The evolution of the Earth and its processes to sustain life have been a major research topic during the past decades. Questions regarding the planet's habitability, including when the ocean and the atmosphere became oxygen-rich, still imposes challenges to our understanding of how and when these resources evolved. This increase in atmospheric oxygen through Earth's history modulated an evolutionary trend that may have affected and/or delayed the evolution of life. The geological record, particularly iron formations and shales from the Archean/Paleoproterozoic to the Neoproterozoic, are well-suited archives to further explore such relationships before, during and after the rise of atmospheric oxygen. The aim of this study is to understand changes in the redox-state of the ocean-atmosphere system during periods of oxygenation (e.g. whiffs, GOE, and NOE) through trace element abundances (e.g. Mo, Cr and U), and isotope compositions of Fe and Zn from iron formations (IF), organic matter-rich shales (black shales), and in situ Fe isotopes on selected samples from the Carajás mineral province (CMP), Pará Region, and the Santa Cruz Iron deposit of the Jacadigo Group, Mato Grosso do Sul. In addition, Zn isotopes will be analyzed in the previous well-studied samples from Turee Creek, Australia, and by combining these methods, we expect to shed light into the evolving redox state of the early Earth.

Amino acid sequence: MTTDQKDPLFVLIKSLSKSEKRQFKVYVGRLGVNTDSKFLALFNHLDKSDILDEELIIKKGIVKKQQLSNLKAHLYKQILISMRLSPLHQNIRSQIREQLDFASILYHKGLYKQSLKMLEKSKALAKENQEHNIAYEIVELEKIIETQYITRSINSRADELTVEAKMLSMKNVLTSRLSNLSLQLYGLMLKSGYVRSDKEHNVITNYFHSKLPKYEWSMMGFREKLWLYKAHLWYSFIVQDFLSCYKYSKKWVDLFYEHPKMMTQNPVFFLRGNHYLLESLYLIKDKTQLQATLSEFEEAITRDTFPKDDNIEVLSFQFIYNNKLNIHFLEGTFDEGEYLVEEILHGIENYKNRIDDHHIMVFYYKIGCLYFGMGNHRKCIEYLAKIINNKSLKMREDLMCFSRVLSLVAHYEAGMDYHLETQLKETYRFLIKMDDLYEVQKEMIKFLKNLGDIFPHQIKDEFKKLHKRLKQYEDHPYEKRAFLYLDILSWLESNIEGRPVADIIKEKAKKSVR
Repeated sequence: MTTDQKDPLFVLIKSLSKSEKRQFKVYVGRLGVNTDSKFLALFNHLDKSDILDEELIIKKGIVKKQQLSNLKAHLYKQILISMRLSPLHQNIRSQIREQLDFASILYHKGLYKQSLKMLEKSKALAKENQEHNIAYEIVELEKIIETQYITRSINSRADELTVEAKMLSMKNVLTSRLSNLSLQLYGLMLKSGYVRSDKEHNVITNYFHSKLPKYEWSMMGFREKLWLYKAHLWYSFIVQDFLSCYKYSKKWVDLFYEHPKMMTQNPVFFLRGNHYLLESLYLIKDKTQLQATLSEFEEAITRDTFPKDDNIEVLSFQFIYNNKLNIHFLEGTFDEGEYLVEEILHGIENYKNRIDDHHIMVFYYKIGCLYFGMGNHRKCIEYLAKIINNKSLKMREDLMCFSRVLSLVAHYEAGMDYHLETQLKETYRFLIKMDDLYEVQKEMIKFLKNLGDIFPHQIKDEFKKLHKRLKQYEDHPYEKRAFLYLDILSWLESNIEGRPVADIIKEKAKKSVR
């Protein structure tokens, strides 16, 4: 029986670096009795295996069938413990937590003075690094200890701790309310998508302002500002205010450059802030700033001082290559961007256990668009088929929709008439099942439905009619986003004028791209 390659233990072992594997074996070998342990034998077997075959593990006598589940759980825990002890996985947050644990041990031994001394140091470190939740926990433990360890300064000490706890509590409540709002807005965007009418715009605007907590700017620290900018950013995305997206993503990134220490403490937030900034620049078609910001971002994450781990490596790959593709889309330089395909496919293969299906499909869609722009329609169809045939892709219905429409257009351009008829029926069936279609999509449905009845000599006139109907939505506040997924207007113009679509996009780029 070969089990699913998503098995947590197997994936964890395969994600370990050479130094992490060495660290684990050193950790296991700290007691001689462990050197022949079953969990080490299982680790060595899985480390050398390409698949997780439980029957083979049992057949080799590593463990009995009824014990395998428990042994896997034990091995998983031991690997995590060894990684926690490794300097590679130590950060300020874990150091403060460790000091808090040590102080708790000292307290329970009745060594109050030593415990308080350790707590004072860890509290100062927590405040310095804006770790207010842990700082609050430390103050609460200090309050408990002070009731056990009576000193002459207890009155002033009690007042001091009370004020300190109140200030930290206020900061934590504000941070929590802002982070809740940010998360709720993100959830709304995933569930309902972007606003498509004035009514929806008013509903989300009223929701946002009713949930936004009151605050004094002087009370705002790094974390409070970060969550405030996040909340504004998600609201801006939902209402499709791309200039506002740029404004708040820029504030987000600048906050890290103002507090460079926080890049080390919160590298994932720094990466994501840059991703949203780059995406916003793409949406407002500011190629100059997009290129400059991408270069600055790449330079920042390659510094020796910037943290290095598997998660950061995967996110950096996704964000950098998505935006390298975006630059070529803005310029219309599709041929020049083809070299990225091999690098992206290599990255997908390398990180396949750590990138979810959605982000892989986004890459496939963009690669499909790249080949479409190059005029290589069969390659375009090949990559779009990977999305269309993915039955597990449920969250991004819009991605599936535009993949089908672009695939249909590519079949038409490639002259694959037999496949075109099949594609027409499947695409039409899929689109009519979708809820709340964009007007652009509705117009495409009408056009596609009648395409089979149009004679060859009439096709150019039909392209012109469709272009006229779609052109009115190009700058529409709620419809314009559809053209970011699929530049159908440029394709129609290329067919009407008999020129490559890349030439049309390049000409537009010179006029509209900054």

News published in Agência FAPESP Newsletter about the scholarship: